On Thursday, a spokesman for North Korea’s Foreign Ministry accused the Obama administration of planning airstrikes to destroy the country’s nuclear facilities in a "blatant war of aggression."
Pyongyang’s state-controlled KCNA news agency claims the spokesman has evidence that Washington is openly considering a bombing campaign to degrade North Korea’s nuclear capabilities, raising the stakes for an all-out war on the Korean peninsula.
"The fact that the United States is openly discussing ‘precision strike operations’ is a sign it is on the brink of taking an extremely reckless step," the spokesman said. "The fact the operation was made public ahead of the US-South Korea joint military exercise, the dangerous 'scenario of war' taking place in August, cannot be overlooked."
Relations between the United States and North Korea have been strained since 2002, when then- President George W. Bush included the country in the "Axis of Evil," along with Iraq and Iran. The unstable regime of then-leader Kim Jong-il feared that an attack from Washington was imminent and stepped away from nuclear nonproliferation and anti-ballistic missile arrangements.
In recent months, Pyongyang has criticized the United States and South Korea over massive war games held near the North Korean border as being "dress rehearsal for a full-scale invasion."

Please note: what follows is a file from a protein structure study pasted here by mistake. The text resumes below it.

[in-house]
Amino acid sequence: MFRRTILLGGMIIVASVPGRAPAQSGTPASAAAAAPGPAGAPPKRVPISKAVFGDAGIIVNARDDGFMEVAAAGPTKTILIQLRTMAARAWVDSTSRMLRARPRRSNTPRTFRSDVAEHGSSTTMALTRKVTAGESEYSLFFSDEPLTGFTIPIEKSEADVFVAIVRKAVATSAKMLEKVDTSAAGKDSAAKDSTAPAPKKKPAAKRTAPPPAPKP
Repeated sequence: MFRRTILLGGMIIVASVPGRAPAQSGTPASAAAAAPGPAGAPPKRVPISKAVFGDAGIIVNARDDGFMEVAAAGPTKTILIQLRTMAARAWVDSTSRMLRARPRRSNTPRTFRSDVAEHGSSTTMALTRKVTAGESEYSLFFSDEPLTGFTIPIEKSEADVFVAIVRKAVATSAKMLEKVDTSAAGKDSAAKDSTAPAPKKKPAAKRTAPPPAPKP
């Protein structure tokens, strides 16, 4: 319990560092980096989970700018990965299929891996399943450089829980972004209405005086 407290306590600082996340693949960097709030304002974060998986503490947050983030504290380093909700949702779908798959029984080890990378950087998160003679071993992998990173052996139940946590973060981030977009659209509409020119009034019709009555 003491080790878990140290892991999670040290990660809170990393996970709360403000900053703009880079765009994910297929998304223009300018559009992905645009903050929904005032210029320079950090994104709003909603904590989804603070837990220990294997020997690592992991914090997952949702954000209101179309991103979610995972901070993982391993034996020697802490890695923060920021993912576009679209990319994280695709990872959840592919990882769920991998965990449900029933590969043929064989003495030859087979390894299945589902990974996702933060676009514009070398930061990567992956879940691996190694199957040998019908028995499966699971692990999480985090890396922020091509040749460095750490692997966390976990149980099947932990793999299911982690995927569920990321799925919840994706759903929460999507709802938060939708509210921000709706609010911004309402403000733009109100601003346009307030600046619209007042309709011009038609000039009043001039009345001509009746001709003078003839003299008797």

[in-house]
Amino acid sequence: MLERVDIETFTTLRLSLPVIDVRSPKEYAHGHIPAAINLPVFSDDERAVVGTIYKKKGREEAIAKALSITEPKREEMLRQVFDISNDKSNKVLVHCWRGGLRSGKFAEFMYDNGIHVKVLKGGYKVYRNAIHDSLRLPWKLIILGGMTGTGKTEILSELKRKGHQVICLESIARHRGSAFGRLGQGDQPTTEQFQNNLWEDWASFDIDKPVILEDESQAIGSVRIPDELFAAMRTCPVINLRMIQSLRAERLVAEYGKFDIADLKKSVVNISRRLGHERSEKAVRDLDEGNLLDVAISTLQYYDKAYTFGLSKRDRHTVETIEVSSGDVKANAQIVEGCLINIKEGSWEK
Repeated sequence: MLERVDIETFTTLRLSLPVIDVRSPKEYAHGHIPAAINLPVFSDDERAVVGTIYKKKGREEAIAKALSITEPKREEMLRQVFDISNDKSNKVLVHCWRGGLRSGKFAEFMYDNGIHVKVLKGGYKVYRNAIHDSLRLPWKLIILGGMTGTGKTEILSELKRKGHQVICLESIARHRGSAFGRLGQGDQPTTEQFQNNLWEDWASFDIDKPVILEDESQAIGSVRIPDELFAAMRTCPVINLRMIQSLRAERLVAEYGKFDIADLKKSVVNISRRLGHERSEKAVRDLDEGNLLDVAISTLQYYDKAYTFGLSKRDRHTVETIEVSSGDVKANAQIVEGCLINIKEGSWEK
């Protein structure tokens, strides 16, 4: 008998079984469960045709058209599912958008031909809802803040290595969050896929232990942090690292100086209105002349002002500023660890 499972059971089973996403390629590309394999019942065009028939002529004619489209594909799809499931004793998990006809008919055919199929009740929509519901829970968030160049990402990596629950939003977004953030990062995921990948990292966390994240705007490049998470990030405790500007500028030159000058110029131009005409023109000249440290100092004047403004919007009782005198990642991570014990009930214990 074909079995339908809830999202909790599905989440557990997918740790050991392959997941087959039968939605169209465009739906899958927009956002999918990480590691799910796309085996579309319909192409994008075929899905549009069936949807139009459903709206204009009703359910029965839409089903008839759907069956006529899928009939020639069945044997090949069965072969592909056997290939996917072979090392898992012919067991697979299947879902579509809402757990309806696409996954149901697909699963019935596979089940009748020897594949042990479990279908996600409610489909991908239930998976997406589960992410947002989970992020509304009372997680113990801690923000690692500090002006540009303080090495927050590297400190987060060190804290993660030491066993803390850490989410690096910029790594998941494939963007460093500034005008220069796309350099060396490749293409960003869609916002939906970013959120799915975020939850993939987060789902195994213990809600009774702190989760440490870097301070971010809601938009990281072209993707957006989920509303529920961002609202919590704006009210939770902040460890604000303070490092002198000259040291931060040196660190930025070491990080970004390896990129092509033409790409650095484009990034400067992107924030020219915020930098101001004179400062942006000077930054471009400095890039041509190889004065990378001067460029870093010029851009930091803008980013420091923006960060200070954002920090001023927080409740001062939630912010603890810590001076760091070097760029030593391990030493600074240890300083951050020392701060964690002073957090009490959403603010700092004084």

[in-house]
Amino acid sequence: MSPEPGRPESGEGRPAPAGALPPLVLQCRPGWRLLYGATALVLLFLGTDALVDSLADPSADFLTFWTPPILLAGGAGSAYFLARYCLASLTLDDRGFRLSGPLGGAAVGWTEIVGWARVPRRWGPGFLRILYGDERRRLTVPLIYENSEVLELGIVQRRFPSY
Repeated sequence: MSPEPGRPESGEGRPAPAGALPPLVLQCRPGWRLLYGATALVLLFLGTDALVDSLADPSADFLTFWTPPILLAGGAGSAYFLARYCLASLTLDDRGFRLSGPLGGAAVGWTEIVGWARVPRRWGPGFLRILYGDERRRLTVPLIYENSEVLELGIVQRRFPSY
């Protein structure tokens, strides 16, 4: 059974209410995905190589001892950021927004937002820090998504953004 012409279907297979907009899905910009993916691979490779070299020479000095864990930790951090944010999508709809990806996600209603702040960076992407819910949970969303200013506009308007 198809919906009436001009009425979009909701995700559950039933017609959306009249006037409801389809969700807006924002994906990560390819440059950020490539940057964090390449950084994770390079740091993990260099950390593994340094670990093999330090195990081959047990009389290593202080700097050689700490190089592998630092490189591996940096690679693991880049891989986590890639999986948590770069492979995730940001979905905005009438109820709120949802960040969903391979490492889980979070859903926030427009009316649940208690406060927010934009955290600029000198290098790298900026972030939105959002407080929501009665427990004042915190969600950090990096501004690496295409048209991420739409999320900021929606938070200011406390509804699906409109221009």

North Korea has responded with a series of nuclear and ballistic missile tests while moving to reinstitute the Yongbyon nuclear weapons facility. The DPRK also claims it has successfully achieved nuclear miniaturization, creating an atomic warhead small enough to be delivered by an intercontinental ballistic missile.
Pyongyang also claims to be nearing targeted ballistic missile capabilities to carry out a nuclear launch against the United States. While South Korea has described recent tests as failures, defense analysts suspect that the North Korean missile tests are designed to look like failures by focusing on specific ballistic missile capacities in order to mask the program’s advanced development.
Pyongyang continues to view the United States as an existential threat, a sentiment that has been heightened in the wake of US flyovers conducted by B-2 and B-52 nuclear armed bombers.
If North Korea is correct about the United States’ intentions to conduct a precision strike on their nuclear facilities, it would represent a surprisingly aggressive maneuver for the Pentagon. American defense experts have suggested that Pyongyang would respond to such an attack as an act of war and would blanket Seoul with chemical and biological weapons, with conservative death toll estimates exceeding 250,000 on the South Korean side — a scenario Washington would unlikely be willing to gamble with.